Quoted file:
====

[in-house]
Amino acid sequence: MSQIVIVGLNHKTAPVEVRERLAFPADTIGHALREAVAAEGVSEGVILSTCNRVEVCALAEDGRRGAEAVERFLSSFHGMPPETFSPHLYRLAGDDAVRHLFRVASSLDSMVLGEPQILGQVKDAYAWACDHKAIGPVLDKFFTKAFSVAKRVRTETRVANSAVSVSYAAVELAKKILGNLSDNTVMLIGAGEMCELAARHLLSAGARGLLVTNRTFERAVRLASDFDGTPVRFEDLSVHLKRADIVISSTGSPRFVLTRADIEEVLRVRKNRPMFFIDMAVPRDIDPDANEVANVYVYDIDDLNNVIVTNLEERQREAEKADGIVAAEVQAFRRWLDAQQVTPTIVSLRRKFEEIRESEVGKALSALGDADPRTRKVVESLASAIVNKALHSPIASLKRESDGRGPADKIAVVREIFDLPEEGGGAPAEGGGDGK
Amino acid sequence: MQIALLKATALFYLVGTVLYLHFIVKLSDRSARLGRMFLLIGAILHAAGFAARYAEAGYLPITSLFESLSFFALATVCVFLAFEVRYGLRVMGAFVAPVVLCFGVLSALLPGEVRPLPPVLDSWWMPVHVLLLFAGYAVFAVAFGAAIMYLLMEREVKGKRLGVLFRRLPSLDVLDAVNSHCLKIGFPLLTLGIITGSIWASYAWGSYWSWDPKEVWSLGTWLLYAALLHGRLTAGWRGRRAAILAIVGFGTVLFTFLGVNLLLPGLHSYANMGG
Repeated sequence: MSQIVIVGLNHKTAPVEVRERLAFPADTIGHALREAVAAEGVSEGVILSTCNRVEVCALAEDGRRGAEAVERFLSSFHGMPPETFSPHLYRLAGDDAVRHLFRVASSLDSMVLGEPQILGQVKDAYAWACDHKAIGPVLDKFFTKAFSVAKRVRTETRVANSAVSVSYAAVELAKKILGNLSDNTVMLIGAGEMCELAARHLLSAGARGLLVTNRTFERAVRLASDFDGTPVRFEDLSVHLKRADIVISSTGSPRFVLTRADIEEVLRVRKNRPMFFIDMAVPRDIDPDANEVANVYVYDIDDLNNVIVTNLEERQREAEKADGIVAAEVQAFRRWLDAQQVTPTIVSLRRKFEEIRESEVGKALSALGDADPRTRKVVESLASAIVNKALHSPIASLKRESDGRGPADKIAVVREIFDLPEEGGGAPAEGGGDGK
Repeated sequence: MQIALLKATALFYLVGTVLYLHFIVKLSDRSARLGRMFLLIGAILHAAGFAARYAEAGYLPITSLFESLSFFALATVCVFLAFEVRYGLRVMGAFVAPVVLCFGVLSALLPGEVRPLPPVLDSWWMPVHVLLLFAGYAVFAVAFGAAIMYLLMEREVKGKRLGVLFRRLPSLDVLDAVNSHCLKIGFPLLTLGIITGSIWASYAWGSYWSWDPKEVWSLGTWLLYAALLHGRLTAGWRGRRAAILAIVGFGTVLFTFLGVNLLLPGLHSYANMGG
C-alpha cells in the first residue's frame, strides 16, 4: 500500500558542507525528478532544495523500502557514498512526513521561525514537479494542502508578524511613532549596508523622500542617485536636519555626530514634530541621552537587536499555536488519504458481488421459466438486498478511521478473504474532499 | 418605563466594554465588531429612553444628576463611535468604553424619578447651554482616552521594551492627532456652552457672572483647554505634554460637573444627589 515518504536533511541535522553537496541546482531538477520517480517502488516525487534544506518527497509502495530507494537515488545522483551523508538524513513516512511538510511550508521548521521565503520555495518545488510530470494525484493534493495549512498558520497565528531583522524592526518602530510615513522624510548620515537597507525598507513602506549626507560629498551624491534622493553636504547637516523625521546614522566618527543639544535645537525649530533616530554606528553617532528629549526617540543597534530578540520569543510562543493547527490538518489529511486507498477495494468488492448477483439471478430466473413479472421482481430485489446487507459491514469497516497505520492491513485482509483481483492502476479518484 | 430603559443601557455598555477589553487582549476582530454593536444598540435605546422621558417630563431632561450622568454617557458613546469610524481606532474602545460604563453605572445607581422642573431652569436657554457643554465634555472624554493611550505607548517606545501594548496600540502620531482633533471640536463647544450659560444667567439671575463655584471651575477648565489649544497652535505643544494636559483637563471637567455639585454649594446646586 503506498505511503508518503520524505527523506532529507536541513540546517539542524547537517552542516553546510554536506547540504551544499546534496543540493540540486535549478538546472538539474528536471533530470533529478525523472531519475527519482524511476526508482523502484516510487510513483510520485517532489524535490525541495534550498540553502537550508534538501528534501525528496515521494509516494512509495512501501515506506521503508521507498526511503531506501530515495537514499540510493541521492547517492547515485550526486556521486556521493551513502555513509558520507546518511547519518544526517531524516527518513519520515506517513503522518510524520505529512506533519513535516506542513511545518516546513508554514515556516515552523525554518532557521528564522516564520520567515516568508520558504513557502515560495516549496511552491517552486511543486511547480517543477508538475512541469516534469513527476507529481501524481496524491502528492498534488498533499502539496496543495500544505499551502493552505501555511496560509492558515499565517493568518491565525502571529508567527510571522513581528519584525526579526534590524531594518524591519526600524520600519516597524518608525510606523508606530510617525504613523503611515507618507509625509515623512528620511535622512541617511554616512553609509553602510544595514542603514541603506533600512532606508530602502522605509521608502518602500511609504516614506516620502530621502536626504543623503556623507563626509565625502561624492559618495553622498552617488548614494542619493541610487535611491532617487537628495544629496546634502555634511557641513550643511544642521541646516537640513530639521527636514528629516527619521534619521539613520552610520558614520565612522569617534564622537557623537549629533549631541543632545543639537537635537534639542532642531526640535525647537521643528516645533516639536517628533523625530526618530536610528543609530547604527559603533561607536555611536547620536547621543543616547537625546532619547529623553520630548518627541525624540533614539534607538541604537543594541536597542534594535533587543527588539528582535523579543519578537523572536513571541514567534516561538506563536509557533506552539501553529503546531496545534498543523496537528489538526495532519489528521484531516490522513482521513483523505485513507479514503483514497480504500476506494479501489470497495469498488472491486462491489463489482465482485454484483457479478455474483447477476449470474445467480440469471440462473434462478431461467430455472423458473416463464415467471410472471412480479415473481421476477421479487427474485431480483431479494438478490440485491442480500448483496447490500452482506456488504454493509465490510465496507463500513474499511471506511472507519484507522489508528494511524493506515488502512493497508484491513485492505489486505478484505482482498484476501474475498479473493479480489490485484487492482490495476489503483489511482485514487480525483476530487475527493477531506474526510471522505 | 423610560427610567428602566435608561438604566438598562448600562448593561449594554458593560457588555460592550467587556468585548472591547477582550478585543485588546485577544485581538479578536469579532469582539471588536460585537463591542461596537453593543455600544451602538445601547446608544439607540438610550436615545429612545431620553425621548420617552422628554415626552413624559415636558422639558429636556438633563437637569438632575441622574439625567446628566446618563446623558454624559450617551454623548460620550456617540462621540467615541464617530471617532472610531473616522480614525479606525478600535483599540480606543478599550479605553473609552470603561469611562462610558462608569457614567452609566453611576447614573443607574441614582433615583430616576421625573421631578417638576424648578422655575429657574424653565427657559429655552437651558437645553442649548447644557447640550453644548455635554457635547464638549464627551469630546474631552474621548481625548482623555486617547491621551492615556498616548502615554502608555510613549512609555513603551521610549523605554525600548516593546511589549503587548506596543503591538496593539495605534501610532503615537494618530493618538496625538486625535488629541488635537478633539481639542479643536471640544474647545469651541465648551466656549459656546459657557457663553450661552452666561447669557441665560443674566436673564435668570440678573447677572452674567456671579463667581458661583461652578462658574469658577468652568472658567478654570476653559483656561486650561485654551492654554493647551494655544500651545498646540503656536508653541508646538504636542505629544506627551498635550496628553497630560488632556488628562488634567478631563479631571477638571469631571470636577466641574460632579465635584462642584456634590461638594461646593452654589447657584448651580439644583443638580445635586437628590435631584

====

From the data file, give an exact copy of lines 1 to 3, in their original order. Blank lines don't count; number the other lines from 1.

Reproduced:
[in-house]
Amino acid sequence: MSQIVIVGLNHKTAPVEVRERLAFPADTIGHALREAVAAEGVSEGVILSTCNRVEVCALAEDGRRGAEAVERFLSSFHGMPPETFSPHLYRLAGDDAVRHLFRVASSLDSMVLGEPQILGQVKDAYAWACDHKAIGPVLDKFFTKAFSVAKRVRTETRVANSAVSVSYAAVELAKKILGNLSDNTVMLIGAGEMCELAARHLLSAGARGLLVTNRTFERAVRLASDFDGTPVRFEDLSVHLKRADIVISSTGSPRFVLTRADIEEVLRVRKNRPMFFIDMAVPRDIDPDANEVANVYVYDIDDLNNVIVTNLEERQREAEKADGIVAAEVQAFRRWLDAQQVTPTIVSLRRKFEEIRESEVGKALSALGDADPRTRKVVESLASAIVNKALHSPIASLKRESDGRGPADKIAVVREIFDLPEEGGGAPAEGGGDGK
Amino acid sequence: MQIALLKATALFYLVGTVLYLHFIVKLSDRSARLGRMFLLIGAILHAAGFAARYAEAGYLPITSLFESLSFFALATVCVFLAFEVRYGLRVMGAFVAPVVLCFGVLSALLPGEVRPLPPVLDSWWMPVHVLLLFAGYAVFAVAFGAAIMYLLMEREVKGKRLGVLFRRLPSLDVLDAVNSHCLKIGFPLLTLGIITGSIWASYAWGSYWSWDPKEVWSLGTWLLYAALLHGRLTAGWRGRRAAILAIVGFGTVLFTFLGVNLLLPGLHSYANMGG